UK Bat Care Network FAQs
What role can I play on the Bat Care Network?
Volunteers are listed on the Network in one of three categories:
- As carers, who look after grounded or injured bats until they are fit for release.
- As ambulance drivers, who collect bats and deliver them to carers. To become an ambulance driver, you’ll need to find a carer on the Network who agrees to work with you. If you don’t know any carers in your area, please contact your local bat group.
- As part of a regional helpline. These are organisations, usually associated with local bat groups, which have agreed to provide a single point of contact for all bat care calls in their area. If you live in one of the areas below, please contact the bat group to enquire about working with their helpline. There is no need to register separately with BCT.
- Hertfordshire and Middlesex
- North Lancashire
- South Lancashire and Manchester
- Leicestershire and Rutland
- Northern Ireland
We also include veterinary practices and wildlife hospitals on the Network if they can verify that any staff regularly handling bats will be trained and vaccinated against rabies. If you work for a vet practice or wildlife hospital and would like to join the Network, please contact the Bat Care Co-Ordinator directly.
I’m under 18, can I join the Network?
You need to be at least 18 to join the Bat Care Network because of the responsibility involved. Your local bat group may offer ways for younger people to help bats, so please contact them!
Do I need a car to become a bat carer?
You don’t need a car to be a carer. You can use public transport or simply ask finders to bring bats to you. Some carers work with ambulance drivers who collect bats for them. If your ambulance driver wants to get calls via the National Bat Helpline, you need to fill in an agreement.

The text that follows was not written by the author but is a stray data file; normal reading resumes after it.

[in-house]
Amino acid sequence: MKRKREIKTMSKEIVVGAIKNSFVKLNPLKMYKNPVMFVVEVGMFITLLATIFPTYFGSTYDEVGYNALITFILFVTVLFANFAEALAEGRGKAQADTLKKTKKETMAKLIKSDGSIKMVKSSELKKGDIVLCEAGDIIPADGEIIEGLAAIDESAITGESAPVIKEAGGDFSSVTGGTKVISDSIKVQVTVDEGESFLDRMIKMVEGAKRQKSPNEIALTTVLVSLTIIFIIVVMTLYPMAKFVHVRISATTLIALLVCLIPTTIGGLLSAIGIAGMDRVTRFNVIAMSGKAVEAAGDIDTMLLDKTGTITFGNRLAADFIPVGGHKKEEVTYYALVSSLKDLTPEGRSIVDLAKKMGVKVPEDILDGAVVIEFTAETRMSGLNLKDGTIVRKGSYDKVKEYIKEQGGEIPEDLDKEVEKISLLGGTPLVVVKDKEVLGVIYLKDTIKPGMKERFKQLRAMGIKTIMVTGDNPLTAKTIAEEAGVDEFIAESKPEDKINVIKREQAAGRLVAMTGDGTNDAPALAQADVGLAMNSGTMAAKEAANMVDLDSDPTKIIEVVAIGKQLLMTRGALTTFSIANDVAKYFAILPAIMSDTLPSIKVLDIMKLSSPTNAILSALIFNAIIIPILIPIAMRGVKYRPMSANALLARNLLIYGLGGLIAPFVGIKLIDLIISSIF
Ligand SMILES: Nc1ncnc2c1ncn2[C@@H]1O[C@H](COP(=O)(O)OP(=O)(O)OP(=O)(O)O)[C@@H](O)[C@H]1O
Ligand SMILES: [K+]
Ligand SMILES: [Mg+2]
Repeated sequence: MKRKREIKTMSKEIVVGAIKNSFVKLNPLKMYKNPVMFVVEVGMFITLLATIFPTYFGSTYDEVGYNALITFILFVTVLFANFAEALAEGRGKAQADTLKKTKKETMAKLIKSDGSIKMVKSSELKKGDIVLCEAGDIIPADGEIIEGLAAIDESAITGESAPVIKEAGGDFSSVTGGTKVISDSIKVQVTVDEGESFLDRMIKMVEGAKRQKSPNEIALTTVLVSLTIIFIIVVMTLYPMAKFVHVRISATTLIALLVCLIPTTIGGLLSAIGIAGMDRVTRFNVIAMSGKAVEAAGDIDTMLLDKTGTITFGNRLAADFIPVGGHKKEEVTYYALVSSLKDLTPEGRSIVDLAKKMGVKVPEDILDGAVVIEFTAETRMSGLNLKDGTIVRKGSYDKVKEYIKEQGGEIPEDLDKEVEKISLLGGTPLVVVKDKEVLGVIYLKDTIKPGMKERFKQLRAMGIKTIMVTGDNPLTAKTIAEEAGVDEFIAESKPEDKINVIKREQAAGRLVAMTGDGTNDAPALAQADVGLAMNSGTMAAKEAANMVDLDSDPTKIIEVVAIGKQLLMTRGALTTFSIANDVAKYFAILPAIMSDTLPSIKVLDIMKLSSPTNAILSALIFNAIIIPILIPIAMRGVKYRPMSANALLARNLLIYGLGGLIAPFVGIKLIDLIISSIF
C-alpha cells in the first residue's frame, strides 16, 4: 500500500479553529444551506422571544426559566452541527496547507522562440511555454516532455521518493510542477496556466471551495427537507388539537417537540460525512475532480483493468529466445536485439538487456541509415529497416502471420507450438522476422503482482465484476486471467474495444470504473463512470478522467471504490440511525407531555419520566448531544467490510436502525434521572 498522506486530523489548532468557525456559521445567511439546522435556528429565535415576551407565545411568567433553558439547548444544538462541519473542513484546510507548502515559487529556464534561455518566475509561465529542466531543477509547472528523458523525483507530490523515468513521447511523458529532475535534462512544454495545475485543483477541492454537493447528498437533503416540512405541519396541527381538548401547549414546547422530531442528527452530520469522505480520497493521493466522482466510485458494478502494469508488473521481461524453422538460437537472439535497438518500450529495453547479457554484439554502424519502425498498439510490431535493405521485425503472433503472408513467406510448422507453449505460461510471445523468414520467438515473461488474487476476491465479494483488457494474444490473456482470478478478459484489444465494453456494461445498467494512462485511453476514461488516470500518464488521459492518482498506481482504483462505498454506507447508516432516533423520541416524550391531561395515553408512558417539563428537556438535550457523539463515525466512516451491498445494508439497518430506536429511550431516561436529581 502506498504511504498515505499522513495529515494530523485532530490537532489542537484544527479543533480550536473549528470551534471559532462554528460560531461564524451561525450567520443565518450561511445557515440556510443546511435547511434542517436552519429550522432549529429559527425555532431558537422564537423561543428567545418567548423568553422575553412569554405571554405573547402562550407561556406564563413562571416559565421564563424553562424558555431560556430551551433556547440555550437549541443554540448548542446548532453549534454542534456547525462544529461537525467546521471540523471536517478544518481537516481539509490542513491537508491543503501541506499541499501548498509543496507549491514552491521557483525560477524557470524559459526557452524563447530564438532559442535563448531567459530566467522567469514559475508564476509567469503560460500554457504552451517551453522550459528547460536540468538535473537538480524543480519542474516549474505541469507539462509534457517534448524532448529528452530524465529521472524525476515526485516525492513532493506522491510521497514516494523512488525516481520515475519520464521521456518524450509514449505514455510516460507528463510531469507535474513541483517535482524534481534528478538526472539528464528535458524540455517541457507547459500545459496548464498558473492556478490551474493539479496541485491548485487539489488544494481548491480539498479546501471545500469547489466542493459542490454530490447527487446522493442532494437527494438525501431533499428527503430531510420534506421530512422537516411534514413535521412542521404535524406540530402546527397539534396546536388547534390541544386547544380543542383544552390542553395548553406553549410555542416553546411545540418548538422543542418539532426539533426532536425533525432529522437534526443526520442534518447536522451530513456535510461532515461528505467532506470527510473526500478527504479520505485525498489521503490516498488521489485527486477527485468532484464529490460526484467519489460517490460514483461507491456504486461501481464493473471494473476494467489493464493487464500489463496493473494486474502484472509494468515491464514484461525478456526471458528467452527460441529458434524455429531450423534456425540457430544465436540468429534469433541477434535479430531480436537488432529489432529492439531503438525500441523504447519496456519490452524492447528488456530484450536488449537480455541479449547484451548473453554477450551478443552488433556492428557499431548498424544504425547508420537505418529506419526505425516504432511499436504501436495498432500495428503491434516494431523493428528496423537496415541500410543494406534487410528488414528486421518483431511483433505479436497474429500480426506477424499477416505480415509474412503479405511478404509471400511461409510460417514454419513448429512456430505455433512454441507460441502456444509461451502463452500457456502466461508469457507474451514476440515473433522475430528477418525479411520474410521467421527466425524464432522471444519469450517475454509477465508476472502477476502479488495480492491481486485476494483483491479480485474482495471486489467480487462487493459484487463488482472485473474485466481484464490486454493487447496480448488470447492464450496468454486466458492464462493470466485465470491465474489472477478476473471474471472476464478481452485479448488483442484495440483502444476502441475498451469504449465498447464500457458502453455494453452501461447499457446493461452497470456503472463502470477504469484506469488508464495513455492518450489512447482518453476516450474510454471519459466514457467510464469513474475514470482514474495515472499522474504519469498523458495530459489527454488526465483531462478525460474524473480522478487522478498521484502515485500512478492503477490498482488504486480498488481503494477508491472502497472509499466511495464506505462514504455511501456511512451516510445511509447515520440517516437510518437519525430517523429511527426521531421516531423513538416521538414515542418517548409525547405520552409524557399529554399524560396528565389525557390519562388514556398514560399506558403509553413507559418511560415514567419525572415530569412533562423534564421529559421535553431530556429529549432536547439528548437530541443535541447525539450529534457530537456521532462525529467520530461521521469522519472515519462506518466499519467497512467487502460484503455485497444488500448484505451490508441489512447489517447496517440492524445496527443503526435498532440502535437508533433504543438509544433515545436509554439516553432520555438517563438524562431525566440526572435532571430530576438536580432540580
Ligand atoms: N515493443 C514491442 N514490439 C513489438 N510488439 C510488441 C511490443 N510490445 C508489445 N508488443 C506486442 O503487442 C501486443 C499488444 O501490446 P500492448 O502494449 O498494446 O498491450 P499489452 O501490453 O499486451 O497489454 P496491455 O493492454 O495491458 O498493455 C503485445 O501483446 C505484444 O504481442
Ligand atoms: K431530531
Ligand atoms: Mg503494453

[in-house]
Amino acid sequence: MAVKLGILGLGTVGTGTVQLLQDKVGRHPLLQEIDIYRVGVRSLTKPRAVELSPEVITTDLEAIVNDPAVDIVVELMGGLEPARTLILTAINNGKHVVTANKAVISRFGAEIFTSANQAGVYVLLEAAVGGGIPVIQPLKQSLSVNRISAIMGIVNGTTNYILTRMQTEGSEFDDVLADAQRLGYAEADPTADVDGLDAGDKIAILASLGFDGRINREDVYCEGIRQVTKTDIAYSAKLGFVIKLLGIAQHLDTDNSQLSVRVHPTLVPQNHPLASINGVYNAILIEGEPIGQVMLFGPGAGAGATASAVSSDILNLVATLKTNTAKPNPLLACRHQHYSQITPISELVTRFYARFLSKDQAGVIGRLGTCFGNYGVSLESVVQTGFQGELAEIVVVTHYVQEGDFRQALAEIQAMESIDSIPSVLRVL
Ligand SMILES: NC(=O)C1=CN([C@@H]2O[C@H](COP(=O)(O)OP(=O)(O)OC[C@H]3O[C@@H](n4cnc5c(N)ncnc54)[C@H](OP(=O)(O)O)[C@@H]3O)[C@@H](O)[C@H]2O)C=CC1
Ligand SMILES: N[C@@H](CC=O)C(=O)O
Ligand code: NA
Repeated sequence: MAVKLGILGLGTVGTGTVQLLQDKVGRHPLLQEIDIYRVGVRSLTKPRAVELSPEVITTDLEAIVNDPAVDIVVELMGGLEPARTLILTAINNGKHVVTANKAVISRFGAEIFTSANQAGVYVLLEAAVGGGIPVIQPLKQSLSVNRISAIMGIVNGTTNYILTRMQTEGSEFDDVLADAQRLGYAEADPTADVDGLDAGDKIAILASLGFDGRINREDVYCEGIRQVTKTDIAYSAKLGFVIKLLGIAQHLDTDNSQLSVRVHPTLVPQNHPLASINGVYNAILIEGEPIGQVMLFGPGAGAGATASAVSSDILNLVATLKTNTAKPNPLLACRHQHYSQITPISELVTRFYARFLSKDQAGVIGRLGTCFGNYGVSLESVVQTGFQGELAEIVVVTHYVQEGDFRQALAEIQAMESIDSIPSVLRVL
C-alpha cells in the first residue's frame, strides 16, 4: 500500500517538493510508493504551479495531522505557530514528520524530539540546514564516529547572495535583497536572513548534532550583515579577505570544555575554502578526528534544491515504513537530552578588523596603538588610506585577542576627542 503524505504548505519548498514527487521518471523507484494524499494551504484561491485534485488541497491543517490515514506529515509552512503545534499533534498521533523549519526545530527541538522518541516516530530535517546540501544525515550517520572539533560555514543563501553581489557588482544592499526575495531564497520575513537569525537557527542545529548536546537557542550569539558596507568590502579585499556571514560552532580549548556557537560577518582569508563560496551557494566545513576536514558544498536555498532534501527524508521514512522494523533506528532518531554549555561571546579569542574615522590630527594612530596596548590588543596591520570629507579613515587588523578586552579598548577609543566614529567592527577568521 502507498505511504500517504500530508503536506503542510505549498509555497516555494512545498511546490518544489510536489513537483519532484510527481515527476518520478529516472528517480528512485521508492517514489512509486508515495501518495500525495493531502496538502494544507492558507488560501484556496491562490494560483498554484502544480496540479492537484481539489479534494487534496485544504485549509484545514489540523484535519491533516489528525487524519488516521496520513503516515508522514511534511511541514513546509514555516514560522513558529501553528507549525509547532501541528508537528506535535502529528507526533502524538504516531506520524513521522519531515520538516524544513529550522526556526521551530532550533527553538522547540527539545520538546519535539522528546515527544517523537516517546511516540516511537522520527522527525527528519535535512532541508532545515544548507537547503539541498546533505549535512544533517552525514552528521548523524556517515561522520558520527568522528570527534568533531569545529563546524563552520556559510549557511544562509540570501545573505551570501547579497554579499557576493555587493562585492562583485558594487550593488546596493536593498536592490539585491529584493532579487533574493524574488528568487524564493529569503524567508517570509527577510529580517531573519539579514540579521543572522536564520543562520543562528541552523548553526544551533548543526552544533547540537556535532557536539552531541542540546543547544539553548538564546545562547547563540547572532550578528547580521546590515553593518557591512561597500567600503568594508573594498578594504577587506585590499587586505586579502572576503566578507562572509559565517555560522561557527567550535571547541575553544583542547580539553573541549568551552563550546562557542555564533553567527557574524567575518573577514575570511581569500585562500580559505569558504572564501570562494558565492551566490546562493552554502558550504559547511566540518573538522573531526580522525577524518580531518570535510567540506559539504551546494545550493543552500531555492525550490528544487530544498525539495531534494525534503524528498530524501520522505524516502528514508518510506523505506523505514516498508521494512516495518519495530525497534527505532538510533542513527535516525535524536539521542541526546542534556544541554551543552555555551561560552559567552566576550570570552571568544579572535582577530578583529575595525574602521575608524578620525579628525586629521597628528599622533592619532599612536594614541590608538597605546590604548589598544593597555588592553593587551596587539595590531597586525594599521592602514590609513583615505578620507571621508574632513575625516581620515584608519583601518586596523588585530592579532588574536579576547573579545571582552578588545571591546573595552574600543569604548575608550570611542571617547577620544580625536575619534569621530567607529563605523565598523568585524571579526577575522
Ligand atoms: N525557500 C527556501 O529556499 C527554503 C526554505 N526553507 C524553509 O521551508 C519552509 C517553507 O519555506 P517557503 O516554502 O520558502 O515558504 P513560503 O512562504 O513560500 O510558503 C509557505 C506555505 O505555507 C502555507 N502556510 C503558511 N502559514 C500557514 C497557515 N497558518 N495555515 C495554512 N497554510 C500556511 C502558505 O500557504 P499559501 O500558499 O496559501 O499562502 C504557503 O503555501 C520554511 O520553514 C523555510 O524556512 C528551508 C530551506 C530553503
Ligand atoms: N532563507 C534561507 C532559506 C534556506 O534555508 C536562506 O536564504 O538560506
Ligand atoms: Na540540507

I’m already a Volunteer Bat Roost Visitor with Natural England. Why do I have to register and submit my rabies documents again to join the Care Network?
The Bat Care Network receives no funding from Natural England and is completely unconnected to the Volunteer Bat Roost Visitor scheme. The documents you submitted to become a roost visitor are held by Natural England staff and are not shared with the Bat Care Co-Ordinator at BCT.
Can I submit a titre result instead of a vaccination record?
Of course. Your titre will need to show an antibody level of at least 1 IU/ml. In Scotland, volunteers who regularly handle bats are entitled to free titre tests. If you live outside Scotland, you’ll need to pay for the test privately. For more information see our rabies vaccination web page.
Do I have to allow members of the public to contact me?
Because BCT’s National Bat Helpline receives so many calls, our staff unfortunately don’t have time to pass on messages. We therefore ask everyone registering with the Care Network to provide a number that can be given out to members of the public who find bats. This doesn’t have to be your personal number; you can use a separate mobile purely for bat care, and switch it off when you don’t want to receive calls.
Do I have to help with every bat care call I get?
No. It’s entirely up to you whether you help with a particular call or not. National Bat Helpline staff will give bat finders the numbers of up to three local Network members, and will also explain that they should take the bat to a vet if none of the volunteers are able to help.
Why can I only choose a radius between five and 30 miles?
Experience has shown that volunteers find radiuses of more than 30 miles very hard to sustain, while volunteers covering less than five miles are unlikely ever to get a call. If you’re finding it hard to choose between two radiuses, go for the lower option – remember, you can change it at any time by contacting the Bat Care Co-Ordinator.
How will you use my data?
Details of what data we collect and how we use it can be found in our Data Handling Policy.
What should I do if I have questions not answered here?
Drop the Bat Care Co-Ordinator a line.